Sure, I say, but when I press him a bit on the point – that the decision to transplant the setting of Lethem’s novel from the 1990s to the 1950s, and to invent a very different narrative for Lionel Essrog to move through, seems an unusual one, albeit effective – he responds as someone with a keen sense of American history (indeed Norton was a history major during his undergraduate studies at Yale University). “I think noir is a unique tradition that’s allowed us to look under the veneer of the Pax Americana, to peel back the surface of the national narrative a bit and view the shadow life that’s always been there. You look at a film like Chinatown – which is set in the 1930s but made in the 1970s, as we’re losing the war in Vietnam and the Watergate scandal is coming to light. The film isn’t directly about either of those, but really it’s saying the whole edifice of mid-century America – those things, and others – is built on a crime of massive proportions.”

True. And while the success of Motherless Brooklyn rides on precisely this ambiguity – a period movie that feels acutely about our present moment, while at the same time seeming like its emotional and dramatic resonances would hold true in any other – Norton’s greater body of work as an actor suggests a similar consciousness of the long view, a mind that is always working to find a wider and more plausible context in which to exist. (“America has right now what a Latin American friend of mine who works for Univision calls ‘the Big Man Problem’,” he tells me. “A strange affinity for the guy who has the bravura to say ‘Me and no one else. I am all that is needed.’”) As he and I discuss certain benchmarks from his long and variegated career –1999’s Fight Club comes up, of course, as do the previous year’s American History X, 2006’s Inside Man, 2014’s wonderfully resurgent Birdman – one thing that recurs is the notion of the long-tailed success, alongside the feelings of risk, of possible failure that are always present inside the creative process. “When we were making Fight Club,” he tells me, “we were having so much fun. All of us who were inside the bubble, making it – Brad and Helena and Fincher were laughing so hard. We thought everyone was going to get it.” History, of course, has validated this view, as the film now holds an enduring, and deserved, popularity, but at the time Fight Club’s reception was mixed. (“I think some people may have felt indicted by it,” Norton says. “They might not have been able to see it as funny (at the time).”)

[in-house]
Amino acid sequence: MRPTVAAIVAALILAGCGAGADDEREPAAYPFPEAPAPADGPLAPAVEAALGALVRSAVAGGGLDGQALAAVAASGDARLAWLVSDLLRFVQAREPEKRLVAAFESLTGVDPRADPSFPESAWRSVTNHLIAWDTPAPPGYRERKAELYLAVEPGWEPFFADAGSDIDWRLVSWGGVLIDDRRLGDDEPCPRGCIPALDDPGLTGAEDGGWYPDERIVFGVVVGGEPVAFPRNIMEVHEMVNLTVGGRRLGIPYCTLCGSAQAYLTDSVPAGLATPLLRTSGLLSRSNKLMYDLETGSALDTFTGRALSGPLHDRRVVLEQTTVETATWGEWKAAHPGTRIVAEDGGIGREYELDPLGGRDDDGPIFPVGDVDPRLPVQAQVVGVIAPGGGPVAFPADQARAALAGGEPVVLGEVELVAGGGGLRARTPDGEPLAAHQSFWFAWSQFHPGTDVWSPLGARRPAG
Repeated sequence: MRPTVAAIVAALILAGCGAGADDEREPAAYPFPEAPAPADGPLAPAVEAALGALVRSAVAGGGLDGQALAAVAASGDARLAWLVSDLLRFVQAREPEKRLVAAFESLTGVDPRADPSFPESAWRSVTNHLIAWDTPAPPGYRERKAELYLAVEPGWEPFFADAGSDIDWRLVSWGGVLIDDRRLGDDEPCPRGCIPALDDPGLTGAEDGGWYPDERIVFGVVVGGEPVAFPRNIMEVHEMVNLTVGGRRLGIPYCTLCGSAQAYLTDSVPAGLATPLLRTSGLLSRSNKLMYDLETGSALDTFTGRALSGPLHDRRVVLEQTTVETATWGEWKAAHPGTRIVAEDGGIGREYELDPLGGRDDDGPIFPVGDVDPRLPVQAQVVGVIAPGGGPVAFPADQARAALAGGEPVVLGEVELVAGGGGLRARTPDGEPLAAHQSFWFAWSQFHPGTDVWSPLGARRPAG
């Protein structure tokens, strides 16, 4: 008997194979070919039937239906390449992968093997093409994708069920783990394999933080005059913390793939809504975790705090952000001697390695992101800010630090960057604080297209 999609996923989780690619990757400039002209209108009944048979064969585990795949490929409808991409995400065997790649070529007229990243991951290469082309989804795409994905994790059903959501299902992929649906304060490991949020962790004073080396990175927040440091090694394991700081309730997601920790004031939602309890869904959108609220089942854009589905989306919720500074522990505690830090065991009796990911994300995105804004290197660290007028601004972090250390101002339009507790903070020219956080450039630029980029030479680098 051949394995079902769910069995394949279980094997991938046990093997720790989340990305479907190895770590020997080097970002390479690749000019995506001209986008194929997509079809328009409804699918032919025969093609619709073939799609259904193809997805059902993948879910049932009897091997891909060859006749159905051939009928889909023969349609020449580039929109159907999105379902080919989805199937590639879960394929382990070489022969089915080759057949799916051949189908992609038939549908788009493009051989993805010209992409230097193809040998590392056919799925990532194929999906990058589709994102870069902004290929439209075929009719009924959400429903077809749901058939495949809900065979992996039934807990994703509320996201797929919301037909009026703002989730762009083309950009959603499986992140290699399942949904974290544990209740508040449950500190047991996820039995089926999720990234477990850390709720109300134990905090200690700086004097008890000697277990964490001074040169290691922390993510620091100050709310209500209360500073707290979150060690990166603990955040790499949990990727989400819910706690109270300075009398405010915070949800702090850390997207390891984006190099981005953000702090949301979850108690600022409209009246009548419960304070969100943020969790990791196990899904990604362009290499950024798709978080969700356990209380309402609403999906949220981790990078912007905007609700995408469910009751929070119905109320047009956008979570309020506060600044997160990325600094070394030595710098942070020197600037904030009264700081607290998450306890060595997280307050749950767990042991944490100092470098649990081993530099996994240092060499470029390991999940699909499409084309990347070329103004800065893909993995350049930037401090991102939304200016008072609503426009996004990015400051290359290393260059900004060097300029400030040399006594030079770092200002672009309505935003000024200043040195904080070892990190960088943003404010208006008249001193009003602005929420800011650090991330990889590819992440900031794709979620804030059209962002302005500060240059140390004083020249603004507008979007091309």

Still. As he and I press deeper into questions of long-range success – Norton offers a funny story about the great Czech filmmaker Miloš Forman (who directed Norton in 1996’s The People vs. Larry Flynt) being advised to change the ending of his 1975 masterpiece One Flew Over the Cuckoo’s Nest after screening it for his peers Steven Spielberg, George Lucas and Francis Ford Coppola, each of whom offered their own characteristic solution for how to do it. It becomes evident that Norton doesn’t care so much about the quick fix, the short term pleasures afforded by Hollywood’s blockbuster mentality, and that he cares more about work that might startle a viewer out of complacency. He mentions Spike Lee as “one of the great American filmmakers of the modern era” – we share a moment discussing what it was like to see Do the Right Thing in a theatre in 1989, what a robust awakening that offered for members of Generation X like ourselves – and notes, “There’s no question in my mind that I’d rather do less work and have it be possessed of that quality, that energy that can engage some of the moral and political conundrums of the age that we’re living in, than do stuff that is just the cinematic equivalent of soy lecithin, that is… non-nutritive.” He laughs. “When I look at things I really love,” he adds, “like Paul Thomas Anderson’s movies, which I think are the masterpieces of my generation, some people get them, and some people don’t, but in the long tail these are the movies that count. There’s this conversation that takes place within the immediate that is full of all kinds of distorting factors, and then that fades away and you’re left with what’s actually there.”

To continue reading the full interview, order issue 25, out now

Norton wears Berluti AW19 throughout 

Photography Tom Craig

Styling Dan May

Hair and makeup Tyler Johnston at One Represents using Hair by Sam McKnight and Tom Ford Beauty

This article is taken from issue 25. To buy the issue or subscribe, click here